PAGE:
The “First” and “Third World” in Africa: Knowledge Access, Challenges and Current Technological Innovations in Africa

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dc.contributor.author Molawa, Segametsi
dc.date.accessioned 2010-12-15T10:55:58Z
dc.date.available 2010-12-15T10:55:58Z
dc.date.issued 2010-12-15
dc.identifier.uri http://hdl.handle.net/10539/8934
dc.description.abstract This paper focuses on digitization in the African continent. It highlights the fact that some countries in Africa have both the “first” and “third” world characteristics in terms of development and access to information and communication technology (ICT) tools. The study uses South Africa as a case study representing the minority privileged , who are very rich “first world”, compared with the majority population living in rural and urban townships that represents the underdeveloped, poor parts of the country, sometimes referred to as the “third world” component of South Africa. The underdeveloped areas, as in other countries on the African continent, face challenges in accessing information technology as a result of poor infrastructure. The South African case study is further complicated by the apparent divide between the nine provinces in terms of accessing ICTs. For example, some of the provinces are more rural than others and this factor has implications in terms of digitization and availability of infrastructure. Digitization is a process that is currently looked upon by many to bring about maximum access to global knowledge. Most countries are generating knowledge that is traditionally shared and disseminated in the form of books, journals, monographs and many other formats that have been used for preservation, like microfiche. These are stored in physical buildings such as libraries and archives that pride themselves on the management and dissemination of knowledge. With the advent of modern technology, however, digitization transcends the geographical divide and rigidity of a physical building, as presented by a library and archive, by making global knowledge readily and widely available. Digitization also promotes access to knowledge and information in a faster and cheaper way because the production and geographical challenges are limited if the appropriate infrastructure is available. As a result, the Internet has become the primary vehicle in the sharing of knowledge in addition to TV, radio and other ICT tools. en_US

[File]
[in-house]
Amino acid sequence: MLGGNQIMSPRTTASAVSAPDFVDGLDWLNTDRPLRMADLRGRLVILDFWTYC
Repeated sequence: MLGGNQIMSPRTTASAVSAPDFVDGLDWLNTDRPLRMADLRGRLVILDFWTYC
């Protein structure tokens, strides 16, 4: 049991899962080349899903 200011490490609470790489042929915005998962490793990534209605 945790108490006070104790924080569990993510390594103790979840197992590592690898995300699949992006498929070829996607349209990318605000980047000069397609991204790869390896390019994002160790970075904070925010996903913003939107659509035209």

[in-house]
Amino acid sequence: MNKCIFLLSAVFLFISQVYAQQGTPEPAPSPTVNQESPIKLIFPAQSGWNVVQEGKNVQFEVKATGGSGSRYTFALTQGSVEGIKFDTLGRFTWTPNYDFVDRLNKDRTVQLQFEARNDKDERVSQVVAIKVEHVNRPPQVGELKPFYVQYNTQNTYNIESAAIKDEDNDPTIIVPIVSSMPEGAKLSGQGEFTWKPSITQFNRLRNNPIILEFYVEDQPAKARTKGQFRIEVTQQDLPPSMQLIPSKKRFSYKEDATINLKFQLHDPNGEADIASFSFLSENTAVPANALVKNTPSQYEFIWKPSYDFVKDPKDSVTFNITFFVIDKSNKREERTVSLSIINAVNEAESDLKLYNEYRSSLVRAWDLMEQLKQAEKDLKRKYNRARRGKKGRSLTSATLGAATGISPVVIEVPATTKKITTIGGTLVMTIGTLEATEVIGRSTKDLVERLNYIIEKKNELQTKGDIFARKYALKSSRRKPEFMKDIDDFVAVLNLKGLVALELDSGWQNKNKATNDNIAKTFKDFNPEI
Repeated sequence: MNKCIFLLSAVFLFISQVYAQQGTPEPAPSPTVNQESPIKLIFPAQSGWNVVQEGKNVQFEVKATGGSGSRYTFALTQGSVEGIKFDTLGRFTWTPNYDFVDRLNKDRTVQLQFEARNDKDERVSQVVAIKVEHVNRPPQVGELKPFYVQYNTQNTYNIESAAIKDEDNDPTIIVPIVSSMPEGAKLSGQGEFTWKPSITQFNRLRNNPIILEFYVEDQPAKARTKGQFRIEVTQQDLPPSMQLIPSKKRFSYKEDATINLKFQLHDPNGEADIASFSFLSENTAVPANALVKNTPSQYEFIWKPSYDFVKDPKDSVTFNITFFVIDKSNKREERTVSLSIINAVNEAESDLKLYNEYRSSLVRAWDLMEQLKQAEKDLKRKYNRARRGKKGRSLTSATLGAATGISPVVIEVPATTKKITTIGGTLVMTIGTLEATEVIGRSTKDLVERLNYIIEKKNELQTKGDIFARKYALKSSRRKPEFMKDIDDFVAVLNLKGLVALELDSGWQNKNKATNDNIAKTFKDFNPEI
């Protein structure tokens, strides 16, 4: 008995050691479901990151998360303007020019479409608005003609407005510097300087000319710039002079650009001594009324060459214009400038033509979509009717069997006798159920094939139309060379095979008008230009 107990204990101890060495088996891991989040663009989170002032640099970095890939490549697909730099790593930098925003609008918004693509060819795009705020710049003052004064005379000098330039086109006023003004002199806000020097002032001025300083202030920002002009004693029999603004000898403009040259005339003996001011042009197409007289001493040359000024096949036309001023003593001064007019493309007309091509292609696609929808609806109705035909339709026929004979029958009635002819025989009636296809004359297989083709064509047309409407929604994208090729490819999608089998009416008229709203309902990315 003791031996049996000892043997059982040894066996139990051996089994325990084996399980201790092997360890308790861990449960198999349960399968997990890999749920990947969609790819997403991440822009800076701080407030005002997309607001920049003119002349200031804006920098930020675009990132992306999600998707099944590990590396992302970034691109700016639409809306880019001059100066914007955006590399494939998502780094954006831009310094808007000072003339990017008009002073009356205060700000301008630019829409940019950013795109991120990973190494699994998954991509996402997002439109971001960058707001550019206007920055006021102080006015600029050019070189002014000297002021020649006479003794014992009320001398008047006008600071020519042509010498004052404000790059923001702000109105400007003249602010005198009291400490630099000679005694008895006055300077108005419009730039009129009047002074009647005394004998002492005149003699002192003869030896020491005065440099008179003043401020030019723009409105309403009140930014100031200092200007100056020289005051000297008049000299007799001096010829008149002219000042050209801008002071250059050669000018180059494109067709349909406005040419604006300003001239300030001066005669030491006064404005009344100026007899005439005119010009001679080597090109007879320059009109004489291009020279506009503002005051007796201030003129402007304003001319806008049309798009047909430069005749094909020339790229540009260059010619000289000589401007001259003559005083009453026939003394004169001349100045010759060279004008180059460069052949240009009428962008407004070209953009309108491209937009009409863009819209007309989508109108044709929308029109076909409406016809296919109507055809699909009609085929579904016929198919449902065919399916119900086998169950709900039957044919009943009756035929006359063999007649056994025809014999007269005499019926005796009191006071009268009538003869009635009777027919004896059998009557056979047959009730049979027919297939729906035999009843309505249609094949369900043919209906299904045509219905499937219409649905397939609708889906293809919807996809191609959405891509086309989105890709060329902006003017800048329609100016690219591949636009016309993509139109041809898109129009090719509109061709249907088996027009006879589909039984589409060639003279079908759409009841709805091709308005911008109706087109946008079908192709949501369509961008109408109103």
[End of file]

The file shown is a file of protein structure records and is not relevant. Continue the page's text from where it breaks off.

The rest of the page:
dc.language.iso en en_US
dc.subject ICADLA, conference, digital library, archive, access en_US
dc.title The “First” and “Third World” in Africa: Knowledge Access, Challenges and Current Technological Innovations in Africa en_US
dc.type Presentation en_US


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